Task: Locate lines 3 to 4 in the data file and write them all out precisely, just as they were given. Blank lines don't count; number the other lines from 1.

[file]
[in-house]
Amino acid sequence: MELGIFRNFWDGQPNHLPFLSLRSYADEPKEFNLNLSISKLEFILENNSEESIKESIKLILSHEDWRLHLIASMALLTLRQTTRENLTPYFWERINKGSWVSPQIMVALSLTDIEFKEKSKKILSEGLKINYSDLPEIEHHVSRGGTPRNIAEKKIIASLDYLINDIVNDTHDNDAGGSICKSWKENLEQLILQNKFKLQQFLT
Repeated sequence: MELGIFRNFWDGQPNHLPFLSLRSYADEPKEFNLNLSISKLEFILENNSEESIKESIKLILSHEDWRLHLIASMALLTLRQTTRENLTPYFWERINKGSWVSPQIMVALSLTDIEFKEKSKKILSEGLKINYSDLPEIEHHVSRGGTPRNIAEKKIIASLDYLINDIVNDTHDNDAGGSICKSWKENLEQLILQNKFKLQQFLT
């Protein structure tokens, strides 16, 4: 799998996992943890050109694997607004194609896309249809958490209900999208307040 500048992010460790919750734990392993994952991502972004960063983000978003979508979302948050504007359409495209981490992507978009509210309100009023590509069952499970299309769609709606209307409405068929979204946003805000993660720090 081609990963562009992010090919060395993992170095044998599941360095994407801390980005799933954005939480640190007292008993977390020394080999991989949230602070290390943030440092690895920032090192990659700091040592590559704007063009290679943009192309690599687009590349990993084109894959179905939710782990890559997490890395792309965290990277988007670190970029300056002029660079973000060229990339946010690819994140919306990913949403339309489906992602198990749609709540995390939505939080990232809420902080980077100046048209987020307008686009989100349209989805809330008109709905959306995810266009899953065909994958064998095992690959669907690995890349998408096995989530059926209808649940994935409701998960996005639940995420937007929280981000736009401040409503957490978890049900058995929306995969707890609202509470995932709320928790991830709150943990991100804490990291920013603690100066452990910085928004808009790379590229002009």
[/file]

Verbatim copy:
Repeated sequence: MELGIFRNFWDGQPNHLPFLSLRSYADEPKEFNLNLSISKLEFILENNSEESIKESIKLILSHEDWRLHLIASMALLTLRQTTRENLTPYFWERINKGSWVSPQIMVALSLTDIEFKEKSKKILSEGLKINYSDLPEIEHHVSRGGTPRNIAEKKIIASLDYLINDIVNDTHDNDAGGSICKSWKENLEQLILQNKFKLQQFLT
């Protein structure tokens, strides 16, 4: 799998996992943890050109694997607004194609896309249809958490209900999208307040 500048992010460790919750734990392993994952991502972004960063983000978003979508979302948050504007359409495209981490992507978009509210309100009023590509069952499970299309769609709606209307409405068929979204946003805000993660720090 081609990963562009992010090919060395993992170095044998599941360095994407801390980005799933954005939480640190007292008993977390020394080999991989949230602070290390943030440092690895920032090192990659700091040592590559704007063009290679943009192309690599687009590349990993084109894959179905939710782990890559997490890395792309965290990277988007670190970029300056002029660079973000060229990339946010690819994140919306990913949403339309489906992602198990749609709540995390939505939080990232809420902080980077100046048209987020307008686009989100349209989805809330008109709905959306995810266009899953065909994958064998095992690959669907690995890349998408096995989530059926209808649940994935409701998960996005639940995420937007929280981000736009401040409503957490978890049900058995929306995969707890609202509470995932709320928790991830709150943990991100804490990291920013603690100066452990910085928004808009790379590229002009």